On Friday the 13th, the Conservative government of Canada dealt Gloria Taylor a cruel blow. Justice Minister Rob Nicholson announced his government will appeal the ruling that would have allowed her to die with dignity.
A month earlier the Supreme Court of British Columbia granted the 64-year-old woman, who suffers from ALS (Amyotrophic Lateral Sclerosis or Lou Gehrig’s disease), the right to request the assistance of her doctor if she wished to end her life.
She and four other plaintiffs had asked the courts to overturn a law making it a criminal offense for doctors to assist their patients to end their lives. In June Justice Lynn Smith prepared a 395-page decision that pointed out the cruel irony of the law. As I reported then:
She pointed out that suicide is not illegal in Canada. Therefore, criminalizing doctor-assisted suicide is a charter violation which denies full equality to disabled people. She also pointed out it could have the unintended effect of hastening death, pushing those with terminal illnesses to end their lives while they were still physically able to do so.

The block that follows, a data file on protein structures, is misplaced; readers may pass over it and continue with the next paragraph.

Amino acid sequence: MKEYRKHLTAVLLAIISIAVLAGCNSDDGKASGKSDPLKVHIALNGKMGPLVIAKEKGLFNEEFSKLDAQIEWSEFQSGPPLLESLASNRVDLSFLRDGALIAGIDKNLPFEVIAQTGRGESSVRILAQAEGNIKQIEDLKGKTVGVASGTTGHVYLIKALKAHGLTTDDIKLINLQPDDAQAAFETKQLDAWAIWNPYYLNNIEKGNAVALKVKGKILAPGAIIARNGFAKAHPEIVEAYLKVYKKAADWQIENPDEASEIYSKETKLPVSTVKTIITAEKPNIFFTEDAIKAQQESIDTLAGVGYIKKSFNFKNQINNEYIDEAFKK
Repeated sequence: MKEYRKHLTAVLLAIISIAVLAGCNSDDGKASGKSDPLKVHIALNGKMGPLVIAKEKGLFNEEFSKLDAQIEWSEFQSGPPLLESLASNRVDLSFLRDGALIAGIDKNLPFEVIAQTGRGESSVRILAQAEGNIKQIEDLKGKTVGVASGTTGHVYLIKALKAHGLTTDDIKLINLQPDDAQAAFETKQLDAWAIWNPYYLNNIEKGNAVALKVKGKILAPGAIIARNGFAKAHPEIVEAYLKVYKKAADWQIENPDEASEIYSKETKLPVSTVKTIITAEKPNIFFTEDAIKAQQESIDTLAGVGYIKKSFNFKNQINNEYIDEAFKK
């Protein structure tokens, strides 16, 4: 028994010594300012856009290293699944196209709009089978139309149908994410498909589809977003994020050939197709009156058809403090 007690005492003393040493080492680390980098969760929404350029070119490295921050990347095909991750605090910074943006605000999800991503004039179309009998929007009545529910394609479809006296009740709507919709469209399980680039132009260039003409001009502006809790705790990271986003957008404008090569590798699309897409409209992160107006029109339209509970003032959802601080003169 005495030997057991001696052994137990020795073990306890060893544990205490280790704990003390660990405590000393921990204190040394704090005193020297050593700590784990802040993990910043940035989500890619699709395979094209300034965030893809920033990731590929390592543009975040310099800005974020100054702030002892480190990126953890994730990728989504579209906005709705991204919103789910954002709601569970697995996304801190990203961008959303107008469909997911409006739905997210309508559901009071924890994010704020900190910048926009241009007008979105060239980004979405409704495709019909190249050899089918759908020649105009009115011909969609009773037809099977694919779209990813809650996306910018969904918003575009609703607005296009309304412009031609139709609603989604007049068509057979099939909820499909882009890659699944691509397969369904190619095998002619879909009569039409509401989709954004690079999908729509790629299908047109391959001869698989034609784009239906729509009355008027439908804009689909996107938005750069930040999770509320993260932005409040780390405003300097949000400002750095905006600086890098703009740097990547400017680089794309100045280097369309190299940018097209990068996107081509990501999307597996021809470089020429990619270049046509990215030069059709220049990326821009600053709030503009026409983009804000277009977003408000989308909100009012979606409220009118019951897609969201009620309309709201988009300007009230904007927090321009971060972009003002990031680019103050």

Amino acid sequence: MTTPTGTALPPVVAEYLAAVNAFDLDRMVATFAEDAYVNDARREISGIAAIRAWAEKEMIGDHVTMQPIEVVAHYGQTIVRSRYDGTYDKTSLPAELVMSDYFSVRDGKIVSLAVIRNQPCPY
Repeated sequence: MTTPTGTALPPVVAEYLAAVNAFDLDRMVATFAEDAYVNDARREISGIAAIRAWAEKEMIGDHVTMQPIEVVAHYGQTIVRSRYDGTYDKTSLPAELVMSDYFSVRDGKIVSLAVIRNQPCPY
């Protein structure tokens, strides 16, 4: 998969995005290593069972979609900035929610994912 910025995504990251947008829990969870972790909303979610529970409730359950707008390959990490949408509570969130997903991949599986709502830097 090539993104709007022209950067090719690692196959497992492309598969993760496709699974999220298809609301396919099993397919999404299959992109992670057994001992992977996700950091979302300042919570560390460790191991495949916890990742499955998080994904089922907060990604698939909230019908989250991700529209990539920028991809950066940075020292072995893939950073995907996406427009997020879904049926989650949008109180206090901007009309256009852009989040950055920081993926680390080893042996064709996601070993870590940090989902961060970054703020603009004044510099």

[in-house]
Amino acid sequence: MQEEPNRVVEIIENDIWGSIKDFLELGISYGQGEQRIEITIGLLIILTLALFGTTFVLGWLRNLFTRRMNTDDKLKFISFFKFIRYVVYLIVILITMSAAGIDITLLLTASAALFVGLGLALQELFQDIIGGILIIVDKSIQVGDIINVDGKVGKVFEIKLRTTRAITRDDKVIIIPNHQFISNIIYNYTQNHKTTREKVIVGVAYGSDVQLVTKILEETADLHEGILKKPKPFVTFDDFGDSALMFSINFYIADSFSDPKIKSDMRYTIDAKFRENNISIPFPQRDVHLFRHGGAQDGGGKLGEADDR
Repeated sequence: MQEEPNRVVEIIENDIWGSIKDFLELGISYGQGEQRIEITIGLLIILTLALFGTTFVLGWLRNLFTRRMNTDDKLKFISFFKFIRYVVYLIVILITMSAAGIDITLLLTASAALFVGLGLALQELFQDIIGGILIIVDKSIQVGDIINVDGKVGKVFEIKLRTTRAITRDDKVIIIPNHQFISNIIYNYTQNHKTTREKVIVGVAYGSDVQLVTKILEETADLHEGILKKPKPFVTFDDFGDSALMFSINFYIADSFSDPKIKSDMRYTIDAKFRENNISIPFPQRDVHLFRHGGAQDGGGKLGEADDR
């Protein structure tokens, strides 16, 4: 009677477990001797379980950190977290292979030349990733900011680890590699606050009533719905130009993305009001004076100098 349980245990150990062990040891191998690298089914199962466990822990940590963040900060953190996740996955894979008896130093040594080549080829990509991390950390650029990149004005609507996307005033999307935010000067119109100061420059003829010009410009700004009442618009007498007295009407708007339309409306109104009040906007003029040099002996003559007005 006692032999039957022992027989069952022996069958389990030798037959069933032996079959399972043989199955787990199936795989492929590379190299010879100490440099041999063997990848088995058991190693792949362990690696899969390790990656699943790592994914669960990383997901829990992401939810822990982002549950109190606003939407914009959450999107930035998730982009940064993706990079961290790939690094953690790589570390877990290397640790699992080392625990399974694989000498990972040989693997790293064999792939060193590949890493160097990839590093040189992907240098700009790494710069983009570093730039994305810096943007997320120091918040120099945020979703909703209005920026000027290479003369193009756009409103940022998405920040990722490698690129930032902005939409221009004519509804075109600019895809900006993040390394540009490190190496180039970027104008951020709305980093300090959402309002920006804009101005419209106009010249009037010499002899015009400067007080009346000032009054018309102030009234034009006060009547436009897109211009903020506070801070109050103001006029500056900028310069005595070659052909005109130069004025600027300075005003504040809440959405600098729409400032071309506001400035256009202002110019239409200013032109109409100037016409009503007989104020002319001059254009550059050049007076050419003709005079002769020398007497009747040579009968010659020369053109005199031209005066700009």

In suspending the laws against physician-assisted suicide, Justice Smith gave parliament a year to work out the details. However, because of Taylor’s deteriorating health, Smith granted an exemption that will allow her to choose the time of her death.
Instead of working out the details, Justice Minister Nicholson announced on July 13th:
After careful consideration of the legal merits of the June 15, 2012 ruling from the British Columbia Supreme Court, the Government of Canada will appeal the decision to the British Columbia Court of Appeal, and will seek a stay of all aspects of the lower court decision….
The laws surrounding euthanasia and assisted suicide exist to protect all Canadians, including those who are most vulnerable, such as people who are sick or elderly or people with disabilities. The Supreme Court of Canada acknowledged the state interest in protecting human life and upheld the constitutionality of the existing legislation in Rodriguez (1993).
In April 2010, a large majority of Parliamentarians voted not to change these laws, which is an expression of democratic will on this topic
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